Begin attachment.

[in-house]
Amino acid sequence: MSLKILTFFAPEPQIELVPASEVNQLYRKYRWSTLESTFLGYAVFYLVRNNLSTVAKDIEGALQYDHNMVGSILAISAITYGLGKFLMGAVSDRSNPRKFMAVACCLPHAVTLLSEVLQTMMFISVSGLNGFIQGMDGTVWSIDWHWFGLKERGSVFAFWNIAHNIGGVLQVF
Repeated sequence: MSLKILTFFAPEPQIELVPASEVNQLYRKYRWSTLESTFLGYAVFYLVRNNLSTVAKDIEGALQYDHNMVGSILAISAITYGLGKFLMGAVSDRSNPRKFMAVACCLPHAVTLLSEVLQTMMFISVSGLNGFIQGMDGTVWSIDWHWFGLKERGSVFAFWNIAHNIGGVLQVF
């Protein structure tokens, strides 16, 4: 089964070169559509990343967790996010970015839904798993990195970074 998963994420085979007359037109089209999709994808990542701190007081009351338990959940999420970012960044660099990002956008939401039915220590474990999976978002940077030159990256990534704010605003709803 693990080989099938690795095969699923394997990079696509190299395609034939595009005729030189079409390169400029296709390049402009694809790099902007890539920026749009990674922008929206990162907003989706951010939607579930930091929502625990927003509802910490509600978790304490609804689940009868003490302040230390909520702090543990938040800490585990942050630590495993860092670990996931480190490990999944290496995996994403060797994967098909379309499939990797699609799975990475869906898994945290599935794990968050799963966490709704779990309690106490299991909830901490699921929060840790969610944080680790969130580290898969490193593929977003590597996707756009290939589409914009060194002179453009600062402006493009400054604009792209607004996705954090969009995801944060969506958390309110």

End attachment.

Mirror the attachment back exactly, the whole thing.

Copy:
[in-house]
Amino acid sequence: MSLKILTFFAPEPQIELVPASEVNQLYRKYRWSTLESTFLGYAVFYLVRNNLSTVAKDIEGALQYDHNMVGSILAISAITYGLGKFLMGAVSDRSNPRKFMAVACCLPHAVTLLSEVLQTMMFISVSGLNGFIQGMDGTVWSIDWHWFGLKERGSVFAFWNIAHNIGGVLQVF
Repeated sequence: MSLKILTFFAPEPQIELVPASEVNQLYRKYRWSTLESTFLGYAVFYLVRNNLSTVAKDIEGALQYDHNMVGSILAISAITYGLGKFLMGAVSDRSNPRKFMAVACCLPHAVTLLSEVLQTMMFISVSGLNGFIQGMDGTVWSIDWHWFGLKERGSVFAFWNIAHNIGGVLQVF
């Protein structure tokens, strides 16, 4: 089964070169559509990343967790996010970015839904798993990195970074 998963994420085979007359037109089209999709994808990542701190007081009351338990959940999420970012960044660099990002956008939401039915220590474990999976978002940077030159990256990534704010605003709803 693990080989099938690795095969699923394997990079696509190299395609034939595009005729030189079409390169400029296709390049402009694809790099902007890539920026749009990674922008929206990162907003989706951010939607579930930091929502625990927003509802910490509600978790304490609804689940009868003490302040230390909520702090543990938040800490585990942050630590495993860092670990996931480190490990999944290496995996994403060797994967098909379309499939990797699609799975990475869906898994945290599935794990968050799963966490709704779990309690106490299991909830901490699921929060840790969610944080680790969130580290898969490193593929977003590597996707756009290939589409914009060194002179453009600062402006493009400054604009792209607004996705954090969009995801944060969506958390309110």